Respondents brought this suit in the United States District Court for the Western Division of the Eastern District of Arkansas to recover on fourteen bonds of $1,000 each, which had been issued in 1924 by the petitioner, Chicot County Drainage District, organized under statutes of Arkansas,
In its answer, petitioner pleaded a decree of the same District Court in a proceeding instituted by petitioner to effect a plan of readjustment of its indebtedness under the Act of May 24, 1934,
Petitioner pleaded this decree, which was entered in March, 1936, as res judicata. Respondents demurred to the answer. Thereupon the parties stipulated for trial without a jury.
The evidence showed respondents' ownership of the bonds in suit and that respondents had notice of the proceeding for debt readjustment. The record of that proceeding, including the final decree, was introduced. The District Court held in favor of respondents and the Circuit Court of Appeals affirmed. 103 F.2d 847. The decision was placed upon the ground that the decree was void because, subsequent to its entry, this Court in a
The courts below have proceeded on the theory that the Act of Congress, having been found to be unconstitutional, was not a law; that it was inoperative, conferring no rights, and imposing no duties, and hence affording no basis for the challenged decree. Norton v. Shelby County, 118 U.S. 425, 442; Chicago, I. & L. Ry. Co. v. Hackett, 228 U.S. 559, 566. It is quite clear, however, that such broad statements as to the effect of a determination of unconstitutionality must be taken with qualifications. The actual existence of a statute, prior to such a determination, is an operative fact and may have consequences which cannot justly be ignored. The past cannot always be erased by a new judicial declaration. The effect of the subsequent ruling as to invalidity may have to be considered in various aspects, — with respect to particular relations, individual and corporate, and particular conduct, private and official. Questions of rights claimed to have become vested, of status, of prior determinations deemed to have finality and acted upon accordingly, of public policy in the light of the nature both of the statute and of its previous application, demand examination. These questions are among the most difficult of those which have engaged the attention of courts, state and federal, and it is manifest from numerous decisions that an all-inclusive statement of a principle of absolute retroactive invalidity cannot be justified.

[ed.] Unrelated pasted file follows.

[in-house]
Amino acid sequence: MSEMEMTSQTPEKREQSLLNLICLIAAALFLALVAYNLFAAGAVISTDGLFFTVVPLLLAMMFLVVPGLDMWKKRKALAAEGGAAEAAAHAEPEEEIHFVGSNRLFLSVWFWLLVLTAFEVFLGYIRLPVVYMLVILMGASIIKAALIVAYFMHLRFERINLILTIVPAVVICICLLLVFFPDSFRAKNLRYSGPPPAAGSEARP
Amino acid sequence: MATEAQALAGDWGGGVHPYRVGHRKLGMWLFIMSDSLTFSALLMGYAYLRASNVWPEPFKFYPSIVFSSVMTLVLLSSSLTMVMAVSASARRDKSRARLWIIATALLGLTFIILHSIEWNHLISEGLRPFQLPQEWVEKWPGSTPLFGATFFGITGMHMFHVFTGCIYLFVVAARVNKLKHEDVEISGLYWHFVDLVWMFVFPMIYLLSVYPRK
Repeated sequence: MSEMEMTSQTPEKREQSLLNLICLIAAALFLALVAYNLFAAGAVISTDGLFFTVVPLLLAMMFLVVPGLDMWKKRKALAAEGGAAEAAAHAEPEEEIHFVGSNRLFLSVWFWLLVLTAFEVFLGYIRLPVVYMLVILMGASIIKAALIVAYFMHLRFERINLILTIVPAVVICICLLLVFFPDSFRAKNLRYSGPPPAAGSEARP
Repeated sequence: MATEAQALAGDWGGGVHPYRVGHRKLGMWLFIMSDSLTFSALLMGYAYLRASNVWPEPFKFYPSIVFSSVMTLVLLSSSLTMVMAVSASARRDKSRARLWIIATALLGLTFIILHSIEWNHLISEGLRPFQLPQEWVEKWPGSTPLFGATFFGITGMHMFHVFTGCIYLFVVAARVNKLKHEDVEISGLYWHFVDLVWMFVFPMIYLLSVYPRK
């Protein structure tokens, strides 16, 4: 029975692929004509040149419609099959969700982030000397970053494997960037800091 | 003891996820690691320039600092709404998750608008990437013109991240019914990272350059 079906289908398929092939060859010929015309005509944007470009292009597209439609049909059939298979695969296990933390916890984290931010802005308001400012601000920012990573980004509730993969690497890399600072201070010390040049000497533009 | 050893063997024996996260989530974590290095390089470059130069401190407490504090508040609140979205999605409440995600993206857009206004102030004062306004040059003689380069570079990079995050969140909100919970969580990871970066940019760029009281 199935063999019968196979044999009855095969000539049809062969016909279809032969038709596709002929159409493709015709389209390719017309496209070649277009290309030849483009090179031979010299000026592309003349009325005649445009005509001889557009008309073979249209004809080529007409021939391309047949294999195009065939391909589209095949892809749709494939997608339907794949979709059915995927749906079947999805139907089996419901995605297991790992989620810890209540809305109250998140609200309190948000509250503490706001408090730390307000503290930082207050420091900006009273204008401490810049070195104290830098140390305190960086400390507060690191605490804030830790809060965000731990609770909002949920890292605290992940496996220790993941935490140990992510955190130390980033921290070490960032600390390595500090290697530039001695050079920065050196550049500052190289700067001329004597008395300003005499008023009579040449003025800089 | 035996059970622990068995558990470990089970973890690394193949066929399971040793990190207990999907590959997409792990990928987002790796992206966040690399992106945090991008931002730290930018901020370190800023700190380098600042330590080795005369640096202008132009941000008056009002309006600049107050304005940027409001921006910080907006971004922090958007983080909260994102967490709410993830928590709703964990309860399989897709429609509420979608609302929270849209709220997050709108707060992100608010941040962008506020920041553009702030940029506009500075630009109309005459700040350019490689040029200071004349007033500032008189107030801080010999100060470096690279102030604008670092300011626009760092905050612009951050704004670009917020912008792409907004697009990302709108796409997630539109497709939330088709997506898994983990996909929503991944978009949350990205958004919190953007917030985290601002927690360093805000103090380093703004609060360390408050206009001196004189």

First. Apart from the contention as to the effect of the later decision as to constitutionality, all the elements necessary to constitute the defense of res judicata are present. It appears that the proceedings in the District Court to bring about a plan of readjustment were conducted in complete conformity to the statute. The Circuit Court of Appeals observed that no question had been raised as to the regularity of the court's action. The answer in the present suit alleged that the plaintiffs (respondents here) had notice of the proceeding and were parties, and the evidence was to the same effect, showing compliance with the statute in that respect. As parties, these bondholders had full opportunity to present any objections to the proceeding, not only as to its regularity, or the fairness of the proposed plan of readjustment, or the propriety of the terms of the decree, but also as to the validity of the statute under which the proceeding was brought and the plan put into effect. Apparently no question of validity was raised and the cause proceeded to decree on the assumption by all parties and the court itself that the statute was valid. There was no attempt to review the decree. If the general principles governing the defense of res judicata are applicable, these bondholders, having the opportunity to raise the question of invalidity, were not the less bound by the decree because they failed to raise it. Cromwell v. County of Sac, 94 U.S. 351, 352; Case v. Beauregard, 101 U.S. 688, 692; Baltimore Steamship Co. v. Phillips, 274 U.S. 316, 319, 325; Grubb v. Public Utilities Comm'n, 281 U.S. 470, 479.